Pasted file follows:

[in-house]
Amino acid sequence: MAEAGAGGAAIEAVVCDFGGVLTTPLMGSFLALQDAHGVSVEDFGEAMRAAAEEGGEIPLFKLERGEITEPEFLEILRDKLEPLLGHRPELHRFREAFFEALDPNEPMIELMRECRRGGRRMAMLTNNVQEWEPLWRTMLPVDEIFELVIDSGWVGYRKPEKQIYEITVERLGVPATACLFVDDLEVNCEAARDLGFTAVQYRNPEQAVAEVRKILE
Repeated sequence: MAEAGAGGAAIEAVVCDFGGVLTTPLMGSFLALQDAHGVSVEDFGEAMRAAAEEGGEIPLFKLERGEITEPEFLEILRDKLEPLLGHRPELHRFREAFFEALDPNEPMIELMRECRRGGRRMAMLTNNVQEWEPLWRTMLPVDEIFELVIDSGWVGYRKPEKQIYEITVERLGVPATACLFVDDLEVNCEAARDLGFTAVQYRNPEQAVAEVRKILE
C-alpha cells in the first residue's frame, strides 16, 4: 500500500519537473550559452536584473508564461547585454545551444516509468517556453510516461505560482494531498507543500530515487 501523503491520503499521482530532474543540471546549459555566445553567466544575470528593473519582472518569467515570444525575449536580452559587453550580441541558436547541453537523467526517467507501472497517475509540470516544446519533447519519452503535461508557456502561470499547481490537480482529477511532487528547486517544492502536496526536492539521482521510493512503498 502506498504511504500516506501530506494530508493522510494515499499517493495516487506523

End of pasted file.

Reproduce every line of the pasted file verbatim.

[in-house]
Amino acid sequence: MAEAGAGGAAIEAVVCDFGGVLTTPLMGSFLALQDAHGVSVEDFGEAMRAAAEEGGEIPLFKLERGEITEPEFLEILRDKLEPLLGHRPELHRFREAFFEALDPNEPMIELMRECRRGGRRMAMLTNNVQEWEPLWRTMLPVDEIFELVIDSGWVGYRKPEKQIYEITVERLGVPATACLFVDDLEVNCEAARDLGFTAVQYRNPEQAVAEVRKILE
Repeated sequence: MAEAGAGGAAIEAVVCDFGGVLTTPLMGSFLALQDAHGVSVEDFGEAMRAAAEEGGEIPLFKLERGEITEPEFLEILRDKLEPLLGHRPELHRFREAFFEALDPNEPMIELMRECRRGGRRMAMLTNNVQEWEPLWRTMLPVDEIFELVIDSGWVGYRKPEKQIYEITVERLGVPATACLFVDDLEVNCEAARDLGFTAVQYRNPEQAVAEVRKILE
C-alpha cells in the first residue's frame, strides 16, 4: 500500500519537473550559452536584473508564461547585454545551444516509468517556453510516461505560482494531498507543500530515487 501523503491520503499521482530532474543540471546549459555566445553567466544575470528593473519582472518569467515570444525575449536580452559587453550580441541558436547541453537523467526517467507501472497517475509540470516544446519533447519519452503535461508557456502561470499547481490537480482529477511532487528547486517544492502536496526536492539521482521510493512503498 502506498504511504500516506501530506494530508493522510494515499499517493495516487506523